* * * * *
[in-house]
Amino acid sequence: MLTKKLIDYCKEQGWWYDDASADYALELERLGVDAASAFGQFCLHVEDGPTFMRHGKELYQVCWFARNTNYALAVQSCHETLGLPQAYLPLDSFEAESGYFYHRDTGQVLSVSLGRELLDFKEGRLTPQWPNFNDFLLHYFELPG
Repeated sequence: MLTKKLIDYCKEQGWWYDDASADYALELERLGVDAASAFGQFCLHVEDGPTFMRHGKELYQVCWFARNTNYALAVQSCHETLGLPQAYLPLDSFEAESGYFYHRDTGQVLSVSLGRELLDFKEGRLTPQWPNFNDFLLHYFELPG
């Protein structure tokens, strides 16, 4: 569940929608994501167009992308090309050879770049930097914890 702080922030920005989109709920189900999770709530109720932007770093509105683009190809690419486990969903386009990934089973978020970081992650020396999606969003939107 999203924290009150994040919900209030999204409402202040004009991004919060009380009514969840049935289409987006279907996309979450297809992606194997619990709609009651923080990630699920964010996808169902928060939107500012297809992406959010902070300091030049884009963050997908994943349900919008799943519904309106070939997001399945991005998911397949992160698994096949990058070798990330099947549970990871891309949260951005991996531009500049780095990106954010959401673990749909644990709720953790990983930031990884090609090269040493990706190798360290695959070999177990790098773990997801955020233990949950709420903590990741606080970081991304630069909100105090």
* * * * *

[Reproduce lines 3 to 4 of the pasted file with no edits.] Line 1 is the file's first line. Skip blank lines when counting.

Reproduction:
Repeated sequence: MLTKKLIDYCKEQGWWYDDASADYALELERLGVDAASAFGQFCLHVEDGPTFMRHGKELYQVCWFARNTNYALAVQSCHETLGLPQAYLPLDSFEAESGYFYHRDTGQVLSVSLGRELLDFKEGRLTPQWPNFNDFLLHYFELPG
């Protein structure tokens, strides 16, 4: 569940929608994501167009992308090309050879770049930097914890 702080922030920005989109709920189900999770709530109720932007770093509105683009190809690419486990969903386009990934089973978020970081992650020396999606969003939107 999203924290009150994040919900209030999204409402202040004009991004919060009380009514969840049935289409987006279907996309979450297809992606194997619990709609009651923080990630699920964010996808169902928060939107500012297809992406959010902070300091030049884009963050997908994943349900919008799943519904309106070939997001399945991005998911397949992160698994096949990058070798990330099947549970990871891309949260951005991996531009500049780095990106954010959401673990749909644990709720953790990983930031990884090609090269040493990706190798360290695959070999177990790098773990997801955020233990949950709420903590990741606080970081991304630069909100105090």